Oranjemund Online

Please login or register.

Login with username, password and session length
Advanced search  

News:

Author Topic: HOW OLD IS YOUR COMPUTER  (Read 970 times)

0 Members and 1 Guest are viewing this topic.

toonfandangl

  • Oranjemunder
  • *****
  • Karma: +47/-0
  • Offline Offline
  • Posts: 3091
  • I'm as old as my tongue and a little older than my
HOW OLD IS YOUR COMPUTER
« on: July 15, 2012, 02:51:18 PM »


HOW OLD IS YOUR COMPUTER





Why I ask!  all these new computers out on the market, plus iPads iPods iPhone and anything else starting with an i or abcdefg when the marketers get around to the newer and more expensive gear more RAM more Memory faster graphics. I have heard that the true gamers use Liquid Nitrogen to cool their computers there is a YouTube of the process plus other cool stuff no pun intended and at Xmas's I received a 1 Terabyte+4GB USB external hard drive, Margaret was happy for a few moments until she realised it was for the computer, but I digress from HOIYC  my toy is an old DELL had it for around seven years and its served me well. A Desk Top Computer is simply a tin box with a few electronic component's placed inside if you are inclined to do, you can buy all these parts at the specialty shop and build your own there are pit falls to this, pinched this below off the net.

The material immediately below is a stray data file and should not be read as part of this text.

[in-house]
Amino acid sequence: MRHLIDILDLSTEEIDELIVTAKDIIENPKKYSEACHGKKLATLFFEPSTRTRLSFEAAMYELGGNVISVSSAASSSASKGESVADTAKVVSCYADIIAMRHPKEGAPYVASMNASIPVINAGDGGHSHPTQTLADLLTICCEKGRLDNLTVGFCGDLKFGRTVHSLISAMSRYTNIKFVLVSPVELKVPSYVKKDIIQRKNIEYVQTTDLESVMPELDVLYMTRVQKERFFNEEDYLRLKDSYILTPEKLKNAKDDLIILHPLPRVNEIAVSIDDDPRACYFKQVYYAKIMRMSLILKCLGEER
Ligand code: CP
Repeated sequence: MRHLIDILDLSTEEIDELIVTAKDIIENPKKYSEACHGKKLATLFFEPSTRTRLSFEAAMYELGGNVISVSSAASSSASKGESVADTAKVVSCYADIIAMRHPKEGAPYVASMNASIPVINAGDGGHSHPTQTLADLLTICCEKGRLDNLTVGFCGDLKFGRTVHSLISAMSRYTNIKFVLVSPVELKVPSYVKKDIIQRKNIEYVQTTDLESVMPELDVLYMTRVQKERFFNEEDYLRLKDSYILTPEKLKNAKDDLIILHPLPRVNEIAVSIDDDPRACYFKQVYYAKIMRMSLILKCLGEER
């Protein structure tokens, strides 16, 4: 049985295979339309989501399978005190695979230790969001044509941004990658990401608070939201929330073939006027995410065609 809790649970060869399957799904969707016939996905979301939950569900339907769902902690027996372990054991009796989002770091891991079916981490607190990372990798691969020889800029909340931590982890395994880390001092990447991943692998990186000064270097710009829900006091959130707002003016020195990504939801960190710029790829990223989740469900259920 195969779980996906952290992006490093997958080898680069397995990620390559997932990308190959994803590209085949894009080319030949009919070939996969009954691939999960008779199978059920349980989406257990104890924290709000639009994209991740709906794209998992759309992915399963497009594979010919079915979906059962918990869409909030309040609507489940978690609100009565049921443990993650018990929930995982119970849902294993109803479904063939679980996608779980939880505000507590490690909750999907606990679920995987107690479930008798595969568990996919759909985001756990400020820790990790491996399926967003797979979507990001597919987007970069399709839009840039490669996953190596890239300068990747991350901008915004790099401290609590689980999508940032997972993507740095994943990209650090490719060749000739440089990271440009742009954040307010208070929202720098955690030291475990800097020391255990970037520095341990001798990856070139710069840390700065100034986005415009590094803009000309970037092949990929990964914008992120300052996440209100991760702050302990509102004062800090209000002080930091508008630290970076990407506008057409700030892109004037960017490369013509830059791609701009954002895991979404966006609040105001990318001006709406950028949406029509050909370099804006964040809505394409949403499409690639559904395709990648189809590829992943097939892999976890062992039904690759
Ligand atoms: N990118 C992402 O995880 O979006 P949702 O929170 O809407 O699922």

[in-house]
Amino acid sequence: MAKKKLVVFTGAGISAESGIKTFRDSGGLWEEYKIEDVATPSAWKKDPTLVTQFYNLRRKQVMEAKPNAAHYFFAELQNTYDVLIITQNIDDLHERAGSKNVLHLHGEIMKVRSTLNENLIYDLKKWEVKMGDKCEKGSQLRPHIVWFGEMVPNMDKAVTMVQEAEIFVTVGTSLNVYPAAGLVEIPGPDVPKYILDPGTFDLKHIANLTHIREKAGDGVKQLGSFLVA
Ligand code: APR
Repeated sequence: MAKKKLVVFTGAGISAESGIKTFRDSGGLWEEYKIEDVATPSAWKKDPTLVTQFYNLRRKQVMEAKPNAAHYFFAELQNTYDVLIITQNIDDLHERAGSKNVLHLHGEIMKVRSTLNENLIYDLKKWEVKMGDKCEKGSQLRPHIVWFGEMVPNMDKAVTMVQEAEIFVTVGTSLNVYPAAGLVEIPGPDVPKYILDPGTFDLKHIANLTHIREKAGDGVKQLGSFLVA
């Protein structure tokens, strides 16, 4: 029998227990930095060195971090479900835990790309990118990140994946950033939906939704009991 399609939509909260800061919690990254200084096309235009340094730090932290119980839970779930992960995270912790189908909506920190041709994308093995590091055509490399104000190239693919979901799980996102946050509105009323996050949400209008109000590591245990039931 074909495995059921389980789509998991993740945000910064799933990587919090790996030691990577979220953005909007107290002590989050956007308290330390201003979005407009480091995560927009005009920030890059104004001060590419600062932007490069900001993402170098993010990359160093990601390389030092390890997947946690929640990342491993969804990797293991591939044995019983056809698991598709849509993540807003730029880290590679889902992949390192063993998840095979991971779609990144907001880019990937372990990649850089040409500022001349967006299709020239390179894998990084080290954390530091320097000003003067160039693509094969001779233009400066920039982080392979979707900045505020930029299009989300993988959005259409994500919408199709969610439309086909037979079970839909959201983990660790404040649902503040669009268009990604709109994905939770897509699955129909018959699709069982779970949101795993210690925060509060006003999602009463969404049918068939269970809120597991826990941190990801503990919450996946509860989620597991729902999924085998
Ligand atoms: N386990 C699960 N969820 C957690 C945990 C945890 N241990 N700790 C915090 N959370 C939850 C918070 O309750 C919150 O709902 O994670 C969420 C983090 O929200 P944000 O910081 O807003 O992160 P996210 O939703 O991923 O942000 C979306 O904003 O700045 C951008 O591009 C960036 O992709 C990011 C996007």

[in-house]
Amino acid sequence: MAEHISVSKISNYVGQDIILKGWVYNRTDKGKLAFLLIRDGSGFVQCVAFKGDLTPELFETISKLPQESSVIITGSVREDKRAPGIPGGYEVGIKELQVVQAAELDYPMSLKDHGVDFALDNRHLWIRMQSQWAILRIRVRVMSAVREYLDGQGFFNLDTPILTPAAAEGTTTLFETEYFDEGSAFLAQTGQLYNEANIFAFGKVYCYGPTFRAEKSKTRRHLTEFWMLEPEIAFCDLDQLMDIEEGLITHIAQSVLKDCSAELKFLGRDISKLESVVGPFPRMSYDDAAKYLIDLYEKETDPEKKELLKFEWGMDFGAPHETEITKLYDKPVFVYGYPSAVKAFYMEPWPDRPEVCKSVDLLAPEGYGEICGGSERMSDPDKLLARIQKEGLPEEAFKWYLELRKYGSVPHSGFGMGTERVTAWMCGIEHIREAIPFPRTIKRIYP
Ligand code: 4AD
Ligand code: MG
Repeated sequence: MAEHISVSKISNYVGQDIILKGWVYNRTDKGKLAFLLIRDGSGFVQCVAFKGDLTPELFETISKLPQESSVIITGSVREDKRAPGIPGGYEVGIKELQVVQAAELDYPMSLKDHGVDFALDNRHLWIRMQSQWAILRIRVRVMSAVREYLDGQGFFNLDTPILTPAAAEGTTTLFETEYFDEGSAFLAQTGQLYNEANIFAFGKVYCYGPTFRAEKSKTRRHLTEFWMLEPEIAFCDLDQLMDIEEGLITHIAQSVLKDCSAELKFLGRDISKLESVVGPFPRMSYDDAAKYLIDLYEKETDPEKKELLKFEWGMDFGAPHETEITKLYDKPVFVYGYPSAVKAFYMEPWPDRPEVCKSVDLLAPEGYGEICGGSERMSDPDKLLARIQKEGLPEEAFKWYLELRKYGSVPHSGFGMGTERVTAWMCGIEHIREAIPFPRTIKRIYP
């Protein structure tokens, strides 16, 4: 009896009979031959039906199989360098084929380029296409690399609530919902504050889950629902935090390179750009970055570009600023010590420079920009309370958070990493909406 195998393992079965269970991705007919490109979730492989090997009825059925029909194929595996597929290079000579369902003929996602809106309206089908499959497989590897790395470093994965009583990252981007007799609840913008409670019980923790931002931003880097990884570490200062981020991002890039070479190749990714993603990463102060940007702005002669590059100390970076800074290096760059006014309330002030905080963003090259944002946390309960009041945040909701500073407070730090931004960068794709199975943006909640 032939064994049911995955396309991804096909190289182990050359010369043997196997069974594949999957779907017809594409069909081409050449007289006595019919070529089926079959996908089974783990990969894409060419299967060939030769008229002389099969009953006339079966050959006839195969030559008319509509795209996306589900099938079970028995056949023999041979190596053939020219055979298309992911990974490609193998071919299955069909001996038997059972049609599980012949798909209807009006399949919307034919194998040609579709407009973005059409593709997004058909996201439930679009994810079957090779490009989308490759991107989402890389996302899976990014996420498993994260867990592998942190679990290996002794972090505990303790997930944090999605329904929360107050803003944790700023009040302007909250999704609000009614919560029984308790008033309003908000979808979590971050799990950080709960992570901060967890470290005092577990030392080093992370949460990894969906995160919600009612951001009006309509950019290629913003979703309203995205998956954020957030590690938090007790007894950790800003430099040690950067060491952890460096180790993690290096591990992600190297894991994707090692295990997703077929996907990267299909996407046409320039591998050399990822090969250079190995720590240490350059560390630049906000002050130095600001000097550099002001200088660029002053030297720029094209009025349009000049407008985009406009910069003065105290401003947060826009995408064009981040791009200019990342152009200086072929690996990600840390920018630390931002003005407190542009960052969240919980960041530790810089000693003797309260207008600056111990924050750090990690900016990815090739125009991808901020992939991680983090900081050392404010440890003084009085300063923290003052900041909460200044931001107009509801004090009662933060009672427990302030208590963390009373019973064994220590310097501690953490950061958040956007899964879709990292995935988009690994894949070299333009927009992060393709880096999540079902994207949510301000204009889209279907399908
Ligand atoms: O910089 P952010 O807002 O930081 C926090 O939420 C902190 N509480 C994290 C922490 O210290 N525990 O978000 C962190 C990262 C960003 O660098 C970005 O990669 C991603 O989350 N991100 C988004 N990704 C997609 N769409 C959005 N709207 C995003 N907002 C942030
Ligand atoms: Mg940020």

The short answer to your question about whether building your own computer will save money is generally No. Off-the-shelf OEM builders buy trainloads of components directly from suppliers at prices you and I cannot touch.

What you get from building your own system is the satisfaction of owning and operating a machine you built yourself, as well as a greater understanding of your system and the knowledge you gain during assembly, construction, and operating system installation.

If you are a die-hard eBay aficionado, you can scour the web for great deals on components at prices that will begin to approach what you might pay for an off-the-shelf model; however the big caveat here is that you may have little knowledge of the quality of the parts or whether they will all work together in your new system. One of the advantages of buying an off-the-shelf system is that the manufacturer has already assumed the responsibility for ensuring that all the component piece parts are tested and confirmed to all work together, with all the correct drivers either already installed or supplied on a CD that comes with the system. Furthermore, when you buy an off-the-shelf system, the manufacturer also supplies you with a guarantee and warranty in the event you have a component failure within the warranty period. If you build one yourself, you have little or no such protection.

Having said all that, there is tremendous satisfaction from building your own system, and you can mix and match components precisely to what you desire. For example, many OEM systems use motherboards with integrated sound, video and Ethernet. You can even buy one of these motherboards yourself if that is what you choose, but let's say for the sake of argument that you want a Turtle Beach sound card, a 256Mb Radeon graphics card with analog, digital and TV out, a 3-Com Gigabit Ethernet LAN card, a Seagate 300Gb SATA hard drive, and a Plextor CD-RW/DVD-RW Dual-Layer optical drive. Finding all of these components in any single off-the-shelf system is highly unlikely and a DIY custom-build option is about your only recourse.